4 Ways to Stop Bank Overdrafts Forever


Bank overdrafts not only feel like a robbery, they are embarassing and 100% preventable. Ready to prevent them from happening to you ever again? Using these my methods, 4 Ways to Stop Bank Overdrafts, you can!
4 Ways to Stop Bank Overdrafts Forever

4 Ways to Stop Bank Overdrafts Forever

Let’s face it, bank overdrafts are not only embarrassing, they are downright maddening. As embarrassing as they are though, they happen – and to everyone at some point!  It has happened to me. Since you are here, it has happened to you too. It is not a happy feeling. You feel robbed and cheated. Your bank took your money. Extra money that you didn’t have.
I know that gut-dropping, naked feeling you get when you look at a bank account that is in the red. I know because it used to happen to me frequently. Embarrassingly frequently. In 2015, we paid almost $1,800 in overdraft charges (ouch! That hurts to say out loud). But! I’m here to help you dig yourself out of your overdrafting ways and save yourself some future fees with these 4 ways to stop bank overdrafts forever!

What is an Overdraft?

First, it is important to understand what it is. An overdraft is also referred to as an insufficient funds fee, or sometimes advertised as overdraft “protection” by some banks. It is an agreement you make with your financial institution that states if you do not have enough money in your account when a transaction comes through, the bank (or credit union) will pay the transaction for you.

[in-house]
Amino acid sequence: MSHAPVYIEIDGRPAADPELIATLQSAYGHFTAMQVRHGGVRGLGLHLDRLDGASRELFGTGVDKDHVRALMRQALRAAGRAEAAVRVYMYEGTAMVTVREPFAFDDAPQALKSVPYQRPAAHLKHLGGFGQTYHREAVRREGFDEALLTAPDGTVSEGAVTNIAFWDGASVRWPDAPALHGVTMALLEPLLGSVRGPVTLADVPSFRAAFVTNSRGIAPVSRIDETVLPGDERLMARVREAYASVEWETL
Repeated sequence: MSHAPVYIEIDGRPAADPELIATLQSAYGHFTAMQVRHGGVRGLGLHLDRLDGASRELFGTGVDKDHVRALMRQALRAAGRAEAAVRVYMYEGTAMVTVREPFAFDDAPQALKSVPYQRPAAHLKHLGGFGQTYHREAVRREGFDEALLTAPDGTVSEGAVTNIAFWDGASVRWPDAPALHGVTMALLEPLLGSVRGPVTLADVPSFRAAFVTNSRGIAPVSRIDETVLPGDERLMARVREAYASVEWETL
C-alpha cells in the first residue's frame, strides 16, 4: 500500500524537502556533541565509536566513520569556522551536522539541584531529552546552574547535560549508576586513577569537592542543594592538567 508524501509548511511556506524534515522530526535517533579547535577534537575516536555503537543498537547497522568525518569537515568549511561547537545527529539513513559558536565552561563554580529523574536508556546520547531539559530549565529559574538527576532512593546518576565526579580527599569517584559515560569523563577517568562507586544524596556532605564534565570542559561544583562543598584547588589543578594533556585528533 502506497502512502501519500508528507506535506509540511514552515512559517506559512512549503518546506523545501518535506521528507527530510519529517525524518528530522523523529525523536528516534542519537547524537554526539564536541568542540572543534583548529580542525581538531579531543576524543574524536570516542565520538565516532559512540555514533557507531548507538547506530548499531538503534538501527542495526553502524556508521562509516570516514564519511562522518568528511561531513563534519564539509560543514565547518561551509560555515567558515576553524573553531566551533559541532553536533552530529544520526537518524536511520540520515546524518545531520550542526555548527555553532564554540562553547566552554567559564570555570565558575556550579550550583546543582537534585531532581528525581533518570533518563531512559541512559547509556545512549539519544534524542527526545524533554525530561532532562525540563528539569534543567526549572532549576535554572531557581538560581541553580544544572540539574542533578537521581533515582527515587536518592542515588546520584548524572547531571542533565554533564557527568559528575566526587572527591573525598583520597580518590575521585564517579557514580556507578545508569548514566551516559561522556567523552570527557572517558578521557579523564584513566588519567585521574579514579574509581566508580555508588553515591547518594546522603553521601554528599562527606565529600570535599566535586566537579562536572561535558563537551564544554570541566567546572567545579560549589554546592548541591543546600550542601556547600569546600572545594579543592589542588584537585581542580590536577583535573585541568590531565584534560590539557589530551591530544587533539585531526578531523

In return, you will reimburse the bank for the cost of the transaction plus a hefty courtesy fee, generally around $30. This fee is charged per transaction. It can save you from incurring fees from other merchants for returned items or bounced checks, but either way, you end up paying extra.
It is easy to see how these fees add up so quickly. Two small purchases with your debit card when your account is low means an instant $60 whammy in overdraft charges! That hurts! If you did not have the funds to start, the added stress of compounding fees is exasperating. Even more infuriating is that according to this CFPB report, most bank overdraft charges “are incurred on transactions of $24 or less.” On average, you pay more for the “overdraft protection service” than you do the actual transaction. If you put that into actual loan terms, that equates to paying an over 17,000% annual percentage rate.
Not smart.
But it is one of the greatest and unsuspecting ways that banks make their money. Time says that in 2014, just three of America’s banks grossed over 32.5 billion dollars in overdraft fees alone. If you weren’t mad about this before, you should be by now.